The Doctrine of Christ
The apostles’ doctrine emphasized the centrality of Jesus Christ. The doctrine of Christ is the first, last, and central of all truths. He is the Truth. Leaders today must continually point to Jesus and lift Him up. Lost souls must be directed to come to Him, and believers must be admonished to abide in Him. Jesus is not a hope. He is the only hope for this world, so he must remain the central point of all teaching.
Acts 5:28 “We strictly charged you not to teach in this name, yet here you have filled Jerusalem with your teaching, and you intend to bring this man’s blood upon us.”
Acts 5:42 “And every day, in the temple and from house to house, they did not cease teaching and preaching that the Christ is Jesus.”
Acts 9:20 “For some days he was with the disciples at Damascus. And immediately he proclaimed Jesus in the synagogues, saying, ‘He is the Son of God.’”
Acts 15:35 “But Paul and Barnabas remained in Antioch, teaching and preaching the word of the Lord, with many others also.”
The Bible gives the pattern for balanced Christian living. Local churches fed a diet of basic truths and foundational doctrines and so the people were settled and grounded in God’s Word. When this is true, they are less susceptible to being controlled by feelings or led astray by curiosities. To make it faithfully to the end, they need balance.
Colossians 1:22-23 “He has now reconciled in his body of flesh by his death, in order to present you holy and blameless and above reproach before him, if indeed you continue in the faith, stable and steadfast, not shifting from the hope of the gospel that you heard, which has been proclaimed in all creation under heaven, and of which I, Paul, became a minister.”
The Bible says doctrine is like the dew of heaven (Deuteronomy 32:2), yet so often church leaders and church members get carried away with so many other things some of which are not biblical in the least. It seems that Jesus is no longer enough but we need Jesus + angels, or Jesus + the third heaven teaching, Jesus + talking to dead saints, and on the list could go. I have simply found that I can (and do) fill my life with Jesus and little else. He is enough to occupy both my personal time in the Word and prayer as well as in my teaching ministry. He was THE central doctrine and focus of the early church and should still be today.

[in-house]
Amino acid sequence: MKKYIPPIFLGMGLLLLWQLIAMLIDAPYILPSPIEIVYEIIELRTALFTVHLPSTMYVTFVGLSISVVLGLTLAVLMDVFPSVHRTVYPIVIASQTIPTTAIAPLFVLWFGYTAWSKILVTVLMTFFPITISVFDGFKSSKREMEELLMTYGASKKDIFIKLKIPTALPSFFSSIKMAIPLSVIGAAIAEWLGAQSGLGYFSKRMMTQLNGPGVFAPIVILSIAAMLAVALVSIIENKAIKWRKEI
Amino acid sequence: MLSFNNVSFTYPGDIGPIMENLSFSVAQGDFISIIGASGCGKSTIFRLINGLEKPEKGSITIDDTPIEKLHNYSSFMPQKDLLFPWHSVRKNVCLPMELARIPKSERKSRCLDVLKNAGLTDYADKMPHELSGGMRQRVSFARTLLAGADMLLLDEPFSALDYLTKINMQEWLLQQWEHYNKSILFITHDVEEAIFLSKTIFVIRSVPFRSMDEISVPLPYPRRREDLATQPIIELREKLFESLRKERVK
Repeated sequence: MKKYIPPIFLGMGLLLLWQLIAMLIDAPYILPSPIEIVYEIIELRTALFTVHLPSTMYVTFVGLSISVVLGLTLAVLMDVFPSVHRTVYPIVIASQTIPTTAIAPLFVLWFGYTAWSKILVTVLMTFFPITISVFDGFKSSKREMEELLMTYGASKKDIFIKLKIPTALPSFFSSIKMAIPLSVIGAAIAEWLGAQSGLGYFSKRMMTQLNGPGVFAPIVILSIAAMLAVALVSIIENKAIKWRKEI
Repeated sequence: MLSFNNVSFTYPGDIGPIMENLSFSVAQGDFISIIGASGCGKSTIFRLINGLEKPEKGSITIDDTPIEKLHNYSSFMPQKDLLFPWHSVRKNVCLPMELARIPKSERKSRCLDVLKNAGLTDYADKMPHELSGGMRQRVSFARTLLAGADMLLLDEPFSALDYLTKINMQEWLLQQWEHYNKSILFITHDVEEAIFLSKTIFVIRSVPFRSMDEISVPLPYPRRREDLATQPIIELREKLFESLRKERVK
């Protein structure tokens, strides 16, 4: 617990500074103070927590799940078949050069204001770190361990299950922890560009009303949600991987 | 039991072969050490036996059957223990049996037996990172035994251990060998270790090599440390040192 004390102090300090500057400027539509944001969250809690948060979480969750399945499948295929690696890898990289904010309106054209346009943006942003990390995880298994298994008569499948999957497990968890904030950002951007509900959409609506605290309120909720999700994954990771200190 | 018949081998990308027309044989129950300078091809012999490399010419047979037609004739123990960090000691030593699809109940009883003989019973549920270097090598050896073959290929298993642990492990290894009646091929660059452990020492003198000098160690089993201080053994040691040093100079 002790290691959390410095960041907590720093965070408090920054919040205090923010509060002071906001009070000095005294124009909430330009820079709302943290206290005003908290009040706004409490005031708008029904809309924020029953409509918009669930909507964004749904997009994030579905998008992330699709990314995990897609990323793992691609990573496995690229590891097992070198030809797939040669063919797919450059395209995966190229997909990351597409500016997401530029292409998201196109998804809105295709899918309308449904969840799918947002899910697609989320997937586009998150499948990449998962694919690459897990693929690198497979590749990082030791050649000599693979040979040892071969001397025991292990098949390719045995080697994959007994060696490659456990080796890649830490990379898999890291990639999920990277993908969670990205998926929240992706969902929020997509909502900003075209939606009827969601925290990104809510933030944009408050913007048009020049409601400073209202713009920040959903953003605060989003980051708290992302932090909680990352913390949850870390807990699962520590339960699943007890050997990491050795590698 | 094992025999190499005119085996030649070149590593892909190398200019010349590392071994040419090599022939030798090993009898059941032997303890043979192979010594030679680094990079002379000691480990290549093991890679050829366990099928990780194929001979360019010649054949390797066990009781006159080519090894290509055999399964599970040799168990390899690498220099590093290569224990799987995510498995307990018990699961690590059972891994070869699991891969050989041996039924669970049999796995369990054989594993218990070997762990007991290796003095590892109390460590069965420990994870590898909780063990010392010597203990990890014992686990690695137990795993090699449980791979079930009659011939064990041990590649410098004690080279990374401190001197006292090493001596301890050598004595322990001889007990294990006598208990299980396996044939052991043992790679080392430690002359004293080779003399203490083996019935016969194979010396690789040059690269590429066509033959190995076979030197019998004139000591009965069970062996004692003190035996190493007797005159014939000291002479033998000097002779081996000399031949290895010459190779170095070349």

Critics object to an emphasis on doctrine claiming:
1> It is divisive. Critics say doctrine divides the church into denominations/ Really doctrine existed before the Church began. God originated it. The Church did not. Doctrine is not divisive; people are. The way people use doctrine causes conflict in the Body of Christ.
2> It is irrelevant. Some say, “What you believe does not matter; what matters is who you believe in.” Jesus said, “False Christs … will arise” so when people say they believe in God or in Jesus, which Jesus do they believe in? Where do they get their information about God? Knowing God personally requires knowing truth — doctrine — about God and thus accepting the beliefs of the early Church as written in the Bible.
3> Being right in doctrine is not acceptable to God is you are wrong in spirit, yet being right in spirit while wrong in doctrine is acceptable. The world is filled with people who are sincere — sincerely wrong! Why not determine to be right in spirit and doctrine?
4> Doctrine is dry, dull, dead, useless. Doctrine is not as exciting as dancing and shouting. It does not draw big crowds like miracles and loud music. But only doctrine builds genuine strength and sustains growth.
Here is a true saying: If you have the Word with the Spirit, you will dry up. If you have the Spirit without the Word, you will blow up. If you have the Spirit and the Word you will grow up.
Healthy churches with life and power always have a combination and balance of the Spirit and the Word, true to the New Testament pattern.
The Bible identifies four sources of doctrine:
1> The doctrine of God. This doctrine is refreshing and the foundation for growth. “May my teaching drop as the rain, my speech distill as the dew, like gentle rain upon the tender grass,
and like showers upon the herb” (Deuteronomy 32;2)
2> The doctrine of Christ. Jesus was accepted as a Rabbi in His day. He was a Master Teacher. He spoke with authority and clarity. “And when Jesus finished these sayings, the crowds were astonished at his teaching, for he was teaching them as one who had authority, and not as their scribe” (Matthew 7:28-29).
3> The doctrine of the apostles. The apostles’ doctrine guided the New Testament church. They continued steadfastly in the apostles’ doctrine” (Acts 2:42).
4> the doctrine of devils (demons). Doctrine can be empowered by evil spirits speaking through evil men. Not all teaching comes from the mind of God. “Now the Spirit expressly says that in later times some will depart from the faith by devoting themselves to deceitful spirits and teachings of demons …” (1 Timothy 4:1) Believers know the doctrine of demons by discernment and by examining it in the light of Scripture.